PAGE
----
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New York Giants defensive end Michael Strahan, left, and Michael Haynes, center left, the NFL vice president of player and employee development, sign autographs for Army Sgt. Bao Van, center middle, and Airman 1st Class Anthony Walgamotte on Sunday at Landstuhl Regional Medical Center.

New York Giants defensive end Michael Strahan, left, and Michael Haynes, center left, the NFL vice president of player and employee development, sign autographs for Army Sgt. Bao Van, center middle, and Airman 1st Class Anthony Walgamotte on Sunday at Landstuhl Regional Medical Center. (Scott Schonauer / S&S)

New York Giants defensive end Michael Strahan, left, and Michael Haynes, center left, the NFL vice president of player and employee development, sign autographs for Army Sgt. Bao Van, center middle, and Airman 1st Class Anthony Walgamotte on Sunday at Landstuhl Regional Medical Center.

New York Giants defensive end Michael Strahan, left, and Michael Haynes, center left, the NFL vice president of player and employee development, sign autographs for Army Sgt. Bao Van, center middle, and Airman 1st Class Anthony Walgamotte on Sunday at Landstuhl Regional Medical Center. (Scott Schonauer / S&S)

Michael Haynes, left, NFL vice president of player and employee development, and Gene Upshaw, executive director of the NFL Players’ Association, meet with Army Pfc. Justin Martinez at Landstuhl Regional Medical Center in Germany during a visit on Sunday.

Michael Haynes, left, NFL vice president of player and employee development, and Gene Upshaw, executive director of the NFL Players’ Association, meet with Army Pfc. Justin Martinez at Landstuhl Regional Medical Center in Germany during a visit on Sunday. (Scott Schonauer / S&S)

From left: Michael Strahan of the New York Giants; Gene Upshaw, executive director of the NFL Players’ Association; Michael Haynes, NFL vice president of player and employee development; Brian Dawkins of the Philadelphia Eagles; and retiring NFL Commissioner Paul Tagliabue meet with staff members at Landstuhl Regional Medical Center on Sunday.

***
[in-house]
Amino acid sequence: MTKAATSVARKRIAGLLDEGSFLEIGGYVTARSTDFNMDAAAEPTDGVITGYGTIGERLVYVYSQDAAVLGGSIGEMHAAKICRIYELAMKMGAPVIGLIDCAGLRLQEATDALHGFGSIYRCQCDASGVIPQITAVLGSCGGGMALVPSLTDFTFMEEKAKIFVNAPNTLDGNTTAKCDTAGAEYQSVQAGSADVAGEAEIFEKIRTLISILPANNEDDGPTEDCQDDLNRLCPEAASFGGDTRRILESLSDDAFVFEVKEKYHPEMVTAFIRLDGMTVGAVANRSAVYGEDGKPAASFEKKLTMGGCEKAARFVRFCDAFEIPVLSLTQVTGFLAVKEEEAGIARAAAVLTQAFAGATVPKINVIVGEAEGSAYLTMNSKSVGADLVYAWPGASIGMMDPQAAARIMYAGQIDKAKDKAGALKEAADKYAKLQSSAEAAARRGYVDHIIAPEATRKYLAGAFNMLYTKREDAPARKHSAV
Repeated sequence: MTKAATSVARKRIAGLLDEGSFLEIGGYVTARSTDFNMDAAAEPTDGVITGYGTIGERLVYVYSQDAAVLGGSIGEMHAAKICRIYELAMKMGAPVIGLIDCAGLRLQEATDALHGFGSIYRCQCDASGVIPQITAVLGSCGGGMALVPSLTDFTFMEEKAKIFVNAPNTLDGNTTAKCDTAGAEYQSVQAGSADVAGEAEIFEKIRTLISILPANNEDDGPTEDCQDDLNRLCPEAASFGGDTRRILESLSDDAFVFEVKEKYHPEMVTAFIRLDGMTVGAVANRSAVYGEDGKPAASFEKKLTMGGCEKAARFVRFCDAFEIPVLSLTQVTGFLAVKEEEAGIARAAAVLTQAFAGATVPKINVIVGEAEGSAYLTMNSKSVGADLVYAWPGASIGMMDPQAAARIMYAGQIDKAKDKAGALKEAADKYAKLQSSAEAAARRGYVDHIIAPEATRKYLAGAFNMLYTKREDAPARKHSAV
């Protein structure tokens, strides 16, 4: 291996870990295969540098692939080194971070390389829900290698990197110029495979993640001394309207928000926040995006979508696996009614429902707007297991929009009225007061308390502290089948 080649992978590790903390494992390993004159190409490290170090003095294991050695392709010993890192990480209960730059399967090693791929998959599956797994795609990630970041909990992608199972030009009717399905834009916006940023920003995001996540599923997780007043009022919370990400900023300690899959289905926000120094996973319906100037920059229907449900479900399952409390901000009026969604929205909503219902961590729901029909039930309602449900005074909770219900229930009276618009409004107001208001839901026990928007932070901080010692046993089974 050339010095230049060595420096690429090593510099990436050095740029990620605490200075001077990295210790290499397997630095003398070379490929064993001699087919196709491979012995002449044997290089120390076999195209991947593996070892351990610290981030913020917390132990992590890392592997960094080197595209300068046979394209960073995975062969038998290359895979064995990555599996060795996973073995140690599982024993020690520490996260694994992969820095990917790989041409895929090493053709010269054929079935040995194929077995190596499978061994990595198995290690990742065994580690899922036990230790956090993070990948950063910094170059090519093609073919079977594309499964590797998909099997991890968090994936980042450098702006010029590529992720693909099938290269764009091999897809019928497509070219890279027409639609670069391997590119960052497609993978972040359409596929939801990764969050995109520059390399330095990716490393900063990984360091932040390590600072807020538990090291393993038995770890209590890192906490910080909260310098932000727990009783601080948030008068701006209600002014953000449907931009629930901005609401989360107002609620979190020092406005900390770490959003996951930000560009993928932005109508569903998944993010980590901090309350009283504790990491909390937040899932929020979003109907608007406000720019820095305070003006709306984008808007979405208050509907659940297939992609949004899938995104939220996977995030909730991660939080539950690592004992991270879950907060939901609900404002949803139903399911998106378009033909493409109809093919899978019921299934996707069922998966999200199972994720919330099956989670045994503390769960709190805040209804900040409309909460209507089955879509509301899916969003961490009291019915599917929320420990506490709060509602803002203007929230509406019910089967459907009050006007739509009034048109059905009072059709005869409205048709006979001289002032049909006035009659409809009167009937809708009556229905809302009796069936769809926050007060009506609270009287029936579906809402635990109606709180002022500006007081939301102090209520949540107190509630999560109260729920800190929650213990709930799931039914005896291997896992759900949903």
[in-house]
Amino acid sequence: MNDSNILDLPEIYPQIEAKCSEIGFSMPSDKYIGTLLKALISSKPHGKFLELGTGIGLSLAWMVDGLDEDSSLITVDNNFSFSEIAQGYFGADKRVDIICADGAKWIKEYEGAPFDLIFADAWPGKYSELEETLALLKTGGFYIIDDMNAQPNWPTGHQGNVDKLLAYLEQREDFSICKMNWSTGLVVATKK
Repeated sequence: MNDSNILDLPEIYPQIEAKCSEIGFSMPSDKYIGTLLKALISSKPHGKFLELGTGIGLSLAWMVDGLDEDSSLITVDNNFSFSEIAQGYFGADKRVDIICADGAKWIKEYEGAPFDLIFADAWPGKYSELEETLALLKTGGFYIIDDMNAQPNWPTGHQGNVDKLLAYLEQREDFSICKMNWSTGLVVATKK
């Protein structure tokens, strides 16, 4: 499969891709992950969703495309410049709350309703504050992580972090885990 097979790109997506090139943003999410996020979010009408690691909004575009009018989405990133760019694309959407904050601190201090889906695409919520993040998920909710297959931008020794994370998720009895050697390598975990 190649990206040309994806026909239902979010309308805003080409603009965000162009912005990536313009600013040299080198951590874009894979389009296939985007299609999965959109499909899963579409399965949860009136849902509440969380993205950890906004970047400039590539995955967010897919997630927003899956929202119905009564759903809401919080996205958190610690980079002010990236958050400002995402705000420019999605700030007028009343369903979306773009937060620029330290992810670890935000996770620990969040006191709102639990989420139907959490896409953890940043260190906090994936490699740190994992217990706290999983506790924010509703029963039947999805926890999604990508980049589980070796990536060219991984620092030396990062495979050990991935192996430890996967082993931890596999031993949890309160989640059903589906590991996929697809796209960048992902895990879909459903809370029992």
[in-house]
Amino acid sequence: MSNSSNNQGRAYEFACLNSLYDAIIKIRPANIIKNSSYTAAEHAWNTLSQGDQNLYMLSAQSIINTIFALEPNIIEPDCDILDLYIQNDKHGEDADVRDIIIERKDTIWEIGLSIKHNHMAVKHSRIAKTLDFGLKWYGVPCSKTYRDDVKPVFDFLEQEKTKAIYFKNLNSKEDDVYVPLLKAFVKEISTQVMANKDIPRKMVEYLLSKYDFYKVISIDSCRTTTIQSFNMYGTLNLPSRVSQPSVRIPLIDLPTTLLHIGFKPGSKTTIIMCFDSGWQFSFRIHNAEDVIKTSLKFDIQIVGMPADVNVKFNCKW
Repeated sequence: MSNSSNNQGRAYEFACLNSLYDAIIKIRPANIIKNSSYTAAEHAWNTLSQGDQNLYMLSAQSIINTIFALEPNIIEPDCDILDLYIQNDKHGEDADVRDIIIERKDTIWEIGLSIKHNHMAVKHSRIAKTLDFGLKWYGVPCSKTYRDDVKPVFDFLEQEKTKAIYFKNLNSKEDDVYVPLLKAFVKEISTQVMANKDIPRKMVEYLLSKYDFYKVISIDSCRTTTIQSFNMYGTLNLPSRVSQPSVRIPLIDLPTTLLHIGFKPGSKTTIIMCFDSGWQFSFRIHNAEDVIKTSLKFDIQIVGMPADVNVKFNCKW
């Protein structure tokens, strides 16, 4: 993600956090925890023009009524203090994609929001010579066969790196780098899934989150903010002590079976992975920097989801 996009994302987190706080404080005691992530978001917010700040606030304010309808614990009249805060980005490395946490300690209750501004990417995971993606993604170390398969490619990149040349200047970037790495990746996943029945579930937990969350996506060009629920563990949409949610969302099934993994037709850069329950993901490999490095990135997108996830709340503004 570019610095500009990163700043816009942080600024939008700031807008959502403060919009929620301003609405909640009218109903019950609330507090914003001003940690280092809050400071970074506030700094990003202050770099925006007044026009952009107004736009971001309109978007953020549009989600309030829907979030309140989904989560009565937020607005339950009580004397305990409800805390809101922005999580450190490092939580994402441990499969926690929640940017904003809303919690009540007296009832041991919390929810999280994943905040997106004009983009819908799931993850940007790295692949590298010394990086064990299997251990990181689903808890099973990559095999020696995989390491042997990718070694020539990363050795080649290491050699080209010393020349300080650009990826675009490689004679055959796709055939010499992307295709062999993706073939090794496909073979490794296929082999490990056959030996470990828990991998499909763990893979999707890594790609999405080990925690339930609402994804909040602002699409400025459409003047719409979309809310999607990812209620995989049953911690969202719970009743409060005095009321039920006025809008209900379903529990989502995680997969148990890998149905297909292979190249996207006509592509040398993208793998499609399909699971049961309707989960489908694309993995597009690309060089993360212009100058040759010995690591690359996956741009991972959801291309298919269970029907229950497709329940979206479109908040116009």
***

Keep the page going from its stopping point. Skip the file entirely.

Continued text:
From left: Michael Strahan of the New York Giants; Gene Upshaw, executive director of the NFL Players’ Association; Michael Haynes, NFL vice president of player and employee development; Brian Dawkins of the Philadelphia Eagles; and retiring NFL Commissioner Paul Tagliabue meet with staff members at Landstuhl Regional Medical Center on Sunday. (Scott Schonauer / S&S)

Retiring NFL Commissioner Paul Tagliabue talks about the league’s support for American troops on Sunday after receiving a gift from the United Services Organization at Landstuhl Regional Medical Center in Germany.

Retiring NFL Commissioner Paul Tagliabue talks about the league’s support for American troops on Sunday after receiving a gift from the United Services Organization at Landstuhl Regional Medical Center in Germany. (Scott Schonauer / S&S)

LANDSTUHL, Germany — Marine Sgt. Robert Lismore beamed as he stood in a hospital gown next to New York Giants defensive end Michael Strahan and posed for a picture.

But Lismore, nursing a kidney infection from a deployment in Iraq, wasn’t excited about taking the photo for his own scrapbook.

He isn’t a Giants fan. His mother is.

“Aw man, my mom is going to love this picture,” said Lismore, who is assigned to Marine Aviation Training Support Group 21 in Pensacola, Fla. “Wait ’til I tell her. She’s a die-hard Giants fan.”

A group of NFL stars past and present visited Landstuhl Regional Medical Center on Sunday after attending the NFL Europe’s World Bowl XIV in Dusseldorf on Saturday.

NFL Commissioner Paul Tagliabue, along with Strahan, Philadelphia Eagles safety Brian Dawkins, Pro Football Hall of Famer Mike Haynes and NFL Players’ Association Executive Director Gene Upshaw signed autographs and shook hands with dozens of patients and staff members.

Strahan, whose father is a retired Army major, grew up in nearby Mannheim when his family was stationed in Germany from 1980 to 1985. Strahan holds the NFL single-season sack record with 22½.

“I loved growing up here,” he said. “I definitely understand the military way of life. It was my way of life growing up … I can’t think of anything greater that you can do as a human being and more unselfish than serving your country. So, I’m very appreciative. I know the NFL is, that’s why we come over here.”

The group visited patients in the intensive care unit and signed autographs for fans at the hospital’s dining facility.

Lt. Col. Michael Neary, a podiatrist at the hospital, brought his family to see the players and wore an Eagles button-down shirt. He got the chance to talk to his favorite team’s free safety, Dawkins.

This isn’t the first time NFL players have visited the hospital. Since 2002, about a dozen former and current players have gone to the hospital to cheer up patients and greet hospital staff.

Tagliabue, who is retiring after 17 years as commissioner, has made several trips to Landstuhl. Walt Murren, vice president of operations for the United Services Organization, formally thanked Tagliabue for the NFL’s support throughout his tenure as the league’s commissioner.

“Every time I come and bring players with me, it just motivates us to come back,” Tagliabue said. “We need men and women who were wounded in combat and who are making incredible sacrifices, and also we need the staff here who are working under such incredible pressures.”

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